The other visitors to the shrine on this chilly February afternoon were mostly middle-aged Japanese men. There can be different motivations for coming to this site and not all who gather here will be right wing nationalists. What is striking, however, is the demographic portrait of the new right that Furuya Tsunehira paints in her article on cyber nationalists in Japanit is precisely the same group. Contrary to what she asserts, I also got the impression during my two-week stay that they were not a spent force but were exercising growing political influence. An interesting thing she points out is that "history education in Japanese public schools is woefully inadequate, and instruction on modern and contemporary history is particularly sparse." 

The version of history which pervades the shrine is one I heard echoes of during a talk a few days earlier that characterised Japan as a victim of the second world war. The shrine sets itself up to be a religious site that simply honours the fallen but it does so in such a way that it proposes a completely alternative narrative of the 20th century. The museum, which I did not visit, has been singled out by other visitors as particularly guilty of "a retelling of the war from the perspective of the ultra-right wing." I now regret being too tight to pay the 1000 yen entrance fee.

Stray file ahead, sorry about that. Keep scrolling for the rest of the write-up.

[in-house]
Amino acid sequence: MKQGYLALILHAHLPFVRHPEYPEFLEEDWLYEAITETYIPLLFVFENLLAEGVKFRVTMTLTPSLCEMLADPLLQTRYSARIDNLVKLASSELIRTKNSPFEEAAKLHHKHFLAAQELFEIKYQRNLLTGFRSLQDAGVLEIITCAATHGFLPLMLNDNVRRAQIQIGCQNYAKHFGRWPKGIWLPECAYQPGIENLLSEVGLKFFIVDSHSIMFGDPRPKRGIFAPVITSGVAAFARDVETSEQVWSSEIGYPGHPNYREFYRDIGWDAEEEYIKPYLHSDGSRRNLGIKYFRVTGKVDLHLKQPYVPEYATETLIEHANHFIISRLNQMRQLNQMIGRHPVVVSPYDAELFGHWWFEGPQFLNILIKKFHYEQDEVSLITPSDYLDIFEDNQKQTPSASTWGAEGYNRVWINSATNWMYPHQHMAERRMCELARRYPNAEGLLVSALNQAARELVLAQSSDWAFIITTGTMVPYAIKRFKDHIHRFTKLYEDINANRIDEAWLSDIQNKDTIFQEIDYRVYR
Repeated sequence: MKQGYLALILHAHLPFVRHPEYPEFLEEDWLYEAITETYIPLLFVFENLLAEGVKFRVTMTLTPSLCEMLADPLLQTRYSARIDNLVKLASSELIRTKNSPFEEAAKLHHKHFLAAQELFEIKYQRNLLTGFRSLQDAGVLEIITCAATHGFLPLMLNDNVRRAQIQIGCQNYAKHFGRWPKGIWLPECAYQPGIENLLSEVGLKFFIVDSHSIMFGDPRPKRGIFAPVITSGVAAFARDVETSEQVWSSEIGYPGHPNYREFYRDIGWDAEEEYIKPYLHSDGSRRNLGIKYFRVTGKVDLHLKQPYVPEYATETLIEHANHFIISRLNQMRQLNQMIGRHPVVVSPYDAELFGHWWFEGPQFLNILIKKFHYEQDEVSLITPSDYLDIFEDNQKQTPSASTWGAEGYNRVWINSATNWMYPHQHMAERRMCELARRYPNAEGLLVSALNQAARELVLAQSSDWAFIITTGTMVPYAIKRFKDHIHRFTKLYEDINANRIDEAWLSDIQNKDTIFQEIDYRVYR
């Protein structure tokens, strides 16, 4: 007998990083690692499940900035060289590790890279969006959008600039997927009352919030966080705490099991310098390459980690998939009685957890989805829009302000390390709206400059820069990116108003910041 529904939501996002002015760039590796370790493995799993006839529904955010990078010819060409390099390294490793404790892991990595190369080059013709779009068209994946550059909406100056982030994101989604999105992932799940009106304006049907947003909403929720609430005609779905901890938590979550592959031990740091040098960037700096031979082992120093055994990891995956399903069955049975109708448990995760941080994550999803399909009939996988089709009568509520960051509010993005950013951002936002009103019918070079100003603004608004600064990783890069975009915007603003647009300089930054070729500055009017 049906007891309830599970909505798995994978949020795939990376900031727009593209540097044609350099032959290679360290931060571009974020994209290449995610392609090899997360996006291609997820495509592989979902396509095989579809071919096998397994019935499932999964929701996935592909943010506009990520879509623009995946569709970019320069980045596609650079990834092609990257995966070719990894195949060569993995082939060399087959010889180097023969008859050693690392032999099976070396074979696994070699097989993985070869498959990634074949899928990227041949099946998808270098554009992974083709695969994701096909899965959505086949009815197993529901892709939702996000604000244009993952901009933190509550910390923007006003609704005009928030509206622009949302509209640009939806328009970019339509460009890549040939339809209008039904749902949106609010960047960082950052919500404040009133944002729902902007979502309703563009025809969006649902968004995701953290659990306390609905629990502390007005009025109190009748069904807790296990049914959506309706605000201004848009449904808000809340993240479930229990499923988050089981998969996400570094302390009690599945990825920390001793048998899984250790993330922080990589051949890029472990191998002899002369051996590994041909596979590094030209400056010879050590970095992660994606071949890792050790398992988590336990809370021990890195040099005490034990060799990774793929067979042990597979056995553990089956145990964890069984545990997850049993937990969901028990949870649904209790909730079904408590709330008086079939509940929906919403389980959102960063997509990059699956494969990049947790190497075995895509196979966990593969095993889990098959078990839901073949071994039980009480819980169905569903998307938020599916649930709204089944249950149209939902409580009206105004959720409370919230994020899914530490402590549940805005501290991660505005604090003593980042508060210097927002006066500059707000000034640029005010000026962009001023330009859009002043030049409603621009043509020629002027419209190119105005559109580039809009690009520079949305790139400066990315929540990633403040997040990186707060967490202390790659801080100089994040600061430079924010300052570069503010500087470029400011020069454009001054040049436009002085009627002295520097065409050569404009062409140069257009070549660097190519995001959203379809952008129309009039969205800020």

There were statues thoughtfully acknowledging the contributions animals made to 'preserving peace in the nation' or Japanese militarism, depending on your point of view. This got me thinking that, if animals' spirits are also enshrined here too, what is the limit of who is in and who is out? The dogs that died in the wars did not choose to have their spirits enshrined here anymore than the soldiers did, it was simply decided that they'd be honoured here. What if they don't want to be enshrined? Did they get a choice? 

Then comes the question of the Canadian POWs who were used as slave labour in Japan during the war and who died in their droves due to mistreatment and malnutrition. They too made the ultimate sacrifice in the service of the Japanese war effort, but I'd be surprised to find their spirits enshrined here, though I could be wrong. The section of the video around 1 hour 20 features the Yasukuni shrine and a Canadian survivor meeting Japanese veterans. The failure of their otherwise sound memory when it comes to the crucial details of war crimes is telling.